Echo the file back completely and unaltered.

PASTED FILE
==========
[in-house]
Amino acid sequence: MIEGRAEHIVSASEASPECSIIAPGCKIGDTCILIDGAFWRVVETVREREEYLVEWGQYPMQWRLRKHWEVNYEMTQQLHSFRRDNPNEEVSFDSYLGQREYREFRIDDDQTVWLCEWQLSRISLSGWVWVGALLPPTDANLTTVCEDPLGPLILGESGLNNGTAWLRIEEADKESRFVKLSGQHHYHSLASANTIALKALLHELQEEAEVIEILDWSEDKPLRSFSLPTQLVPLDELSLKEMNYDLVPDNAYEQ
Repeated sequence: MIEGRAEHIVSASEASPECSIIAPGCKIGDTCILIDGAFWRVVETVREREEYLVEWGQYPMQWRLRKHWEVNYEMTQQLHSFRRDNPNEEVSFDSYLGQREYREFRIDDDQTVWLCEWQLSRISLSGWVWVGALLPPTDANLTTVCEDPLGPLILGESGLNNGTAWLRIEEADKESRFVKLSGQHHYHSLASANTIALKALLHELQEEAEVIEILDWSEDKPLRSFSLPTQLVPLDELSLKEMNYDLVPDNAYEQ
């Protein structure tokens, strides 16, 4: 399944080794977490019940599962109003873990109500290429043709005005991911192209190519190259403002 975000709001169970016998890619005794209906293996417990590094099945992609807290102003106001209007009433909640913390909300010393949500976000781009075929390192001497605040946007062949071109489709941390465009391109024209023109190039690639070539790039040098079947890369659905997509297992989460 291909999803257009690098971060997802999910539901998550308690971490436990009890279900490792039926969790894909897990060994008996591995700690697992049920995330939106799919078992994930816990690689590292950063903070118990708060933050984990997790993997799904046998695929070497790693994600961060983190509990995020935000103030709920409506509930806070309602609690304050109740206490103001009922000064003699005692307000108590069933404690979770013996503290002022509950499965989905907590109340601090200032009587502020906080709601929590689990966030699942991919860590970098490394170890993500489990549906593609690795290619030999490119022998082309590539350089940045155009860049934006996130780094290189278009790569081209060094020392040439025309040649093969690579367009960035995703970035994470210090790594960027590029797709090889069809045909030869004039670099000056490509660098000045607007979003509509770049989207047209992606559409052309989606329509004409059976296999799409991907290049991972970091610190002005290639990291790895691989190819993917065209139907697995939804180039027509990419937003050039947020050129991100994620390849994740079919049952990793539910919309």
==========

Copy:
[in-house]
Amino acid sequence: MIEGRAEHIVSASEASPECSIIAPGCKIGDTCILIDGAFWRVVETVREREEYLVEWGQYPMQWRLRKHWEVNYEMTQQLHSFRRDNPNEEVSFDSYLGQREYREFRIDDDQTVWLCEWQLSRISLSGWVWVGALLPPTDANLTTVCEDPLGPLILGESGLNNGTAWLRIEEADKESRFVKLSGQHHYHSLASANTIALKALLHELQEEAEVIEILDWSEDKPLRSFSLPTQLVPLDELSLKEMNYDLVPDNAYEQ
Repeated sequence: MIEGRAEHIVSASEASPECSIIAPGCKIGDTCILIDGAFWRVVETVREREEYLVEWGQYPMQWRLRKHWEVNYEMTQQLHSFRRDNPNEEVSFDSYLGQREYREFRIDDDQTVWLCEWQLSRISLSGWVWVGALLPPTDANLTTVCEDPLGPLILGESGLNNGTAWLRIEEADKESRFVKLSGQHHYHSLASANTIALKALLHELQEEAEVIEILDWSEDKPLRSFSLPTQLVPLDELSLKEMNYDLVPDNAYEQ
């Protein structure tokens, strides 16, 4: 399944080794977490019940599962109003873990109500290429043709005005991911192209190519190259403002 975000709001169970016998890619005794209906293996417990590094099945992609807290102003106001209007009433909640913390909300010393949500976000781009075929390192001497605040946007062949071109489709941390465009391109024209023109190039690639070539790039040098079947890369659905997509297992989460 291909999803257009690098971060997802999910539901998550308690971490436990009890279900490792039926969790894909897990060994008996591995700690697992049920995330939106799919078992994930816990690689590292950063903070118990708060933050984990997790993997799904046998695929070497790693994600961060983190509990995020935000103030709920409506509930806070309602609690304050109740206490103001009922000064003699005692307000108590069933404690979770013996503290002022509950499965989905907590109340601090200032009587502020906080709601929590689990966030699942991919860590970098490394170890993500489990549906593609690795290619030999490119022998082309590539350089940045155009860049934006996130780094290189278009790569081209060094020392040439025309040649093969690579367009960035995703970035994470210090790594960027590029797709090889069809045909030869004039670099000056490509660098000045607007979003509509770049989207047209992606559409052309989606329509004409059976296999799409991907290049991972970091610190002005290639990291790895691989190819993917065209139907697995939804180039027509990419937003050039947020050129991100994620390849994740079919049952990793539910919309």